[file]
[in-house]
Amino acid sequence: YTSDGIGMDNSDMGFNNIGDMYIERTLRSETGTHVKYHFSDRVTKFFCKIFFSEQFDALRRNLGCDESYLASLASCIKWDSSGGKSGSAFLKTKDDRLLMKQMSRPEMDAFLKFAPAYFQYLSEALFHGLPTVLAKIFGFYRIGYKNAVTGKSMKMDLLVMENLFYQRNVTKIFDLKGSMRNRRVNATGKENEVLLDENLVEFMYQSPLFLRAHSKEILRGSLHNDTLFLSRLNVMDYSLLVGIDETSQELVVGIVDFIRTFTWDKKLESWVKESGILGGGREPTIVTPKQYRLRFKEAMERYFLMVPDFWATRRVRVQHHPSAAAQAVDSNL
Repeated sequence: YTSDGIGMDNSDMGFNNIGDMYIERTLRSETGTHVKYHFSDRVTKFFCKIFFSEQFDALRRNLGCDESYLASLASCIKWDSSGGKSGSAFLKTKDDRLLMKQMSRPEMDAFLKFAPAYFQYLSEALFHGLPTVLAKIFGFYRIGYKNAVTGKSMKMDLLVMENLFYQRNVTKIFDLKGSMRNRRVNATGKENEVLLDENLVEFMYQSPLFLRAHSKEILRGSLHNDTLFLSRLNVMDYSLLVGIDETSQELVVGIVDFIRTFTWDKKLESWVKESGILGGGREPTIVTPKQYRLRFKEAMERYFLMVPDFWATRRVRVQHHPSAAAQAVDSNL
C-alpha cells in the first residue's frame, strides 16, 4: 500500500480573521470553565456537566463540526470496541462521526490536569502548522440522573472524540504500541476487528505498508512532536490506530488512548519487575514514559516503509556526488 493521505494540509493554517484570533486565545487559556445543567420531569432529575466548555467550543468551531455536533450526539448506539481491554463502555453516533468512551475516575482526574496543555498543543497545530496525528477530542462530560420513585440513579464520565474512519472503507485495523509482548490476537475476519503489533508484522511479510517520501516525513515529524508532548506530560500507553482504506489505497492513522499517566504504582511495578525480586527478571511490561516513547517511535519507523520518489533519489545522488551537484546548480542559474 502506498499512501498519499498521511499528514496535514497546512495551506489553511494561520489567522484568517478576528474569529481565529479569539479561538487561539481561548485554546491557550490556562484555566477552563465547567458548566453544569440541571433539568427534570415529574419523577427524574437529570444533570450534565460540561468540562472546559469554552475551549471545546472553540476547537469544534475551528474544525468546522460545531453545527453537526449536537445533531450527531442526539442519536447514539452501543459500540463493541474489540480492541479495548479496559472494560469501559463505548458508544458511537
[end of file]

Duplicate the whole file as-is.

[in-house]
Amino acid sequence: YTSDGIGMDNSDMGFNNIGDMYIERTLRSETGTHVKYHFSDRVTKFFCKIFFSEQFDALRRNLGCDESYLASLASCIKWDSSGGKSGSAFLKTKDDRLLMKQMSRPEMDAFLKFAPAYFQYLSEALFHGLPTVLAKIFGFYRIGYKNAVTGKSMKMDLLVMENLFYQRNVTKIFDLKGSMRNRRVNATGKENEVLLDENLVEFMYQSPLFLRAHSKEILRGSLHNDTLFLSRLNVMDYSLLVGIDETSQELVVGIVDFIRTFTWDKKLESWVKESGILGGGREPTIVTPKQYRLRFKEAMERYFLMVPDFWATRRVRVQHHPSAAAQAVDSNL
Repeated sequence: YTSDGIGMDNSDMGFNNIGDMYIERTLRSETGTHVKYHFSDRVTKFFCKIFFSEQFDALRRNLGCDESYLASLASCIKWDSSGGKSGSAFLKTKDDRLLMKQMSRPEMDAFLKFAPAYFQYLSEALFHGLPTVLAKIFGFYRIGYKNAVTGKSMKMDLLVMENLFYQRNVTKIFDLKGSMRNRRVNATGKENEVLLDENLVEFMYQSPLFLRAHSKEILRGSLHNDTLFLSRLNVMDYSLLVGIDETSQELVVGIVDFIRTFTWDKKLESWVKESGILGGGREPTIVTPKQYRLRFKEAMERYFLMVPDFWATRRVRVQHHPSAAAQAVDSNL
C-alpha cells in the first residue's frame, strides 16, 4: 500500500480573521470553565456537566463540526470496541462521526490536569502548522440522573472524540504500541476487528505498508512532536490506530488512548519487575514514559516503509556526488 493521505494540509493554517484570533486565545487559556445543567420531569432529575466548555467550543468551531455536533450526539448506539481491554463502555453516533468512551475516575482526574496543555498543543497545530496525528477530542462530560420513585440513579464520565474512519472503507485495523509482548490476537475476519503489533508484522511479510517520501516525513515529524508532548506530560500507553482504506489505497492513522499517566504504582511495578525480586527478571511490561516513547517511535519507523520518489533519489545522488551537484546548480542559474 502506498499512501498519499498521511499528514496535514497546512495551506489553511494561520489567522484568517478576528474569529481565529479569539479561538487561539481561548485554546491557550490556562484555566477552563465547567458548566453544569440541571433539568427534570415529574419523577427524574437529570444533570450534565460540561468540562472546559469554552475551549471545546472553540476547537469544534475551528474544525468546522460545531453545527453537526449536537445533531450527531442526539442519536447514539452501543459500540463493541474489540480492541479495548479496559472494560469501559463505548458508544458511537